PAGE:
How do I choose a solar battery system?

Here’s something that often confuses people: while a battery may say on the nameplate that it’s a 10kWh battery, it may not always have the capacity to store a usable 10kWh of energy. That’s because of energy loss in storage, because no battery is 100 percent efficient. 

So what we need to look at is “roundtrip efficiency,” which is the ratio of energy put into a battery compared with the energy that comes out of it. If you had 98 percent roundtrip efficiency on a 10kW system, and an 80 percent DoD, it would translate to 7.84kWh of usable energy.

Before you choose a battery, think: where will the system go? Australia has strict battery standards around fireproofing for wall-mounted batteries if they are on any walls connected to habitable rooms. Even a floor-mounted model such as the SENEC V3 Hybrid does still require it to be in a non-habitable room, e.g. a garage or laundry.

Also, with many solar battery manufacturers based overseas, check if you can get local servicing. You don’t want to be shipping an inverter all the way back to China for inspections. SENEC is the only global battery storage manufacturer with an office and onsite support team here in Perth.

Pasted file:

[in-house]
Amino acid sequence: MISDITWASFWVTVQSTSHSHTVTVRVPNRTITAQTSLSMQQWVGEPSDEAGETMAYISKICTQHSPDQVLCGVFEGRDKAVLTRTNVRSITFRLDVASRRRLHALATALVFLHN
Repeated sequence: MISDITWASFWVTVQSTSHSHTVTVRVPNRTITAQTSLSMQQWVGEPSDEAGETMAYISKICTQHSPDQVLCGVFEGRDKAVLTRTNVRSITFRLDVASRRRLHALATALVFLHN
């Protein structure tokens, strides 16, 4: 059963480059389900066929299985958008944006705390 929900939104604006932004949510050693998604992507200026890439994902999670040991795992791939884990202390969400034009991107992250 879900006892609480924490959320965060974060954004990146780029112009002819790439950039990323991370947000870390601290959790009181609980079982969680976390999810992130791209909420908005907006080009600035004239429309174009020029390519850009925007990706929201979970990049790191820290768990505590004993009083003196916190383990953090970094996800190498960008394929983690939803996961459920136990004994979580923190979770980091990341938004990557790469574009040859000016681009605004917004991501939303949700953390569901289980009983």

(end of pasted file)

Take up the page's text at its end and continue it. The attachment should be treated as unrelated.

Why having a solar battery matters more in 2021

2019 was Australia’s second hottest on record according to the Bureau of Meteorology, but the climate isn’t the only thing that’s changing. The change to working from home has many experts concerned that electricity demand could put grids into meltdown and bring higher power bills in the coming months. 

Why? More premises using air-conditioning during peak periods. I can see why they’re worried too – roughly a third of Aussie battlers are working from their homes as a social distancing measure, which might mean a hot summer of brownouts as the grid struggles to cope.

For many Australian families, especially those on a fixed income or working from home, installing a quality solar battery system now may be the ideal investment to achieve energy independence. The Koala Solar team will be happy to answer any questions you might have about installing or upgrading your solar power system.

— Kev